Lightning talk slides presented at the first Brunei Geek Meet 2 weeks back
Today marks the first meetup of Brunei Geek Meet (http://www.meetup.com/BruneiGeekMeet/), a meetup where I hope to start fostering the meetup culture that I’ve been experiencing here in Melbourne. We aim to be run by the community for the community. I believe that everybody has something to share and I want Brunei Geek Meet to be a platform for people to contribute to the community as a whole: be it as a learner, as a presenter, as a mentor, as a discussion starter, etc. We are more technology oriented (but are open to geeks of any kind!) and we intend to have talks, code labs, hacknights/days and other events where people can attend, learn and contribute in their own ways.
I am also please to announce that we have a license to hold a RHoK event in Brunei. With the tagline “Hacking for Humanity” RHoK believes in providing a platform for people (particularly technologists) to do social good and make the world a better place.
This is done by hackers working to solve a community problems which can be used in the region of the problem, and even to a bigger audience of the World. When I first attended RHoK, it brought me back to the days I was working on the SMARTER eCVS and I want RHoK Brunei to be of the same nature: for us to see a local need and for technologists to team up to work on a solution.
With that, I would like to extend an invitation to any individuals or organisations that are facing or know of problems that could use a technological solution to get in touch with me and so we can kick off some discussion on how the developer community of Brunei could help. My contact details are firstname.lastname@example.org / @thewheat. I truly hope that you can be a part of RHoK and help contribute to the betterment of the Brunei developer community by providing a real world problem that we, as a community, can get together and help solve.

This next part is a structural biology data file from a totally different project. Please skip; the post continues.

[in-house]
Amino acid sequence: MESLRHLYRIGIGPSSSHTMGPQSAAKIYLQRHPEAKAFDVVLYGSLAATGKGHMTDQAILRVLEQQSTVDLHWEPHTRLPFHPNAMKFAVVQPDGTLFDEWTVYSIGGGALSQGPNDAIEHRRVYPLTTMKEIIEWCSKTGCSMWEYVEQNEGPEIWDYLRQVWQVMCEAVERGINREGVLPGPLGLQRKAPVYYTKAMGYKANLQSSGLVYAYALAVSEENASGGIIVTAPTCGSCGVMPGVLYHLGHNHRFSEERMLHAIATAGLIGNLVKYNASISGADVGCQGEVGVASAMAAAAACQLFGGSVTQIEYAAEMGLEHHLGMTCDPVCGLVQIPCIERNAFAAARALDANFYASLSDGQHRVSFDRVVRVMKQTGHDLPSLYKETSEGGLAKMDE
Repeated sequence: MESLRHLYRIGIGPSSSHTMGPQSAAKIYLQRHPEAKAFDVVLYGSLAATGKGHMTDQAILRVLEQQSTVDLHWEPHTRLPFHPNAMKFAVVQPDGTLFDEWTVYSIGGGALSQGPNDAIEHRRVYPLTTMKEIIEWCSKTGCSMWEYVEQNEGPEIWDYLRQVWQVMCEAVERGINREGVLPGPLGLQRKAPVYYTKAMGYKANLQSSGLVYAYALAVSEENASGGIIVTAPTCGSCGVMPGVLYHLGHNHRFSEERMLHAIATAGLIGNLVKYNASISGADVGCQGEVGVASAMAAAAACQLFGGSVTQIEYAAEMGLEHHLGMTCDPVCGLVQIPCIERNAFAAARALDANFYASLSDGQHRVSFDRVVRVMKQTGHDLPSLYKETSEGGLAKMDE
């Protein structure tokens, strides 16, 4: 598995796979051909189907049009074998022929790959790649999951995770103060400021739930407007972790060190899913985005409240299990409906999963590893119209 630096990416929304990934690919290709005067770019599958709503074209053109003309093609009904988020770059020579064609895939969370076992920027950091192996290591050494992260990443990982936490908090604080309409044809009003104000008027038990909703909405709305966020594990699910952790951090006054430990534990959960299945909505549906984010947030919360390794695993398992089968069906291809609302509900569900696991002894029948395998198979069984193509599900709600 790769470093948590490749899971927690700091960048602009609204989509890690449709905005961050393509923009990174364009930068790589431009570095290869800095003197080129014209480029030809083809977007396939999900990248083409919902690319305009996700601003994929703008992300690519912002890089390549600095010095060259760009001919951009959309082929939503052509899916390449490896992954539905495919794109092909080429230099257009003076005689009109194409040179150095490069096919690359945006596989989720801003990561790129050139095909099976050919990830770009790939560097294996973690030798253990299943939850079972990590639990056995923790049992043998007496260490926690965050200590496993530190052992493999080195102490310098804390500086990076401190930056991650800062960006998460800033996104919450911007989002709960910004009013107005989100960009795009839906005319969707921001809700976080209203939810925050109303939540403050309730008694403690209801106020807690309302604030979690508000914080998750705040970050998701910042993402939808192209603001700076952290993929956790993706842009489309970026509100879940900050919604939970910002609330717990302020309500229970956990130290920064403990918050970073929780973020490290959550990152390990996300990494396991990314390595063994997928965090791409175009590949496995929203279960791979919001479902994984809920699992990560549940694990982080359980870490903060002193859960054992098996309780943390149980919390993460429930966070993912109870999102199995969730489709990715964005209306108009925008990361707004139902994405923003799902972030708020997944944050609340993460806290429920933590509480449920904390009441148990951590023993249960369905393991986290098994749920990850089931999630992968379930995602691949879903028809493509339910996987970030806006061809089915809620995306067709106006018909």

This was the talk I gave at GDG Brunei DevFest 2013 and I aimed for the content to be basic and accessible with a workable app, so that the attendees could use it as a starting off point for the hackathon, should they want to learn how to build an Android app.
I should have published the APK on the Play Store before the talk so that people could have downloaded the app and see what I was building as part of the talk
Source code: https://github.com/CornerGeeks/GDGBruneiDevFest2013/
It was the 9th and 10th of November that GDG Brunei DevFest took place and I was lucky enough to be physically there to help run the event and Hackathon. It was a fun, and as with all things tech, there were technical difficulties but you live and you learn.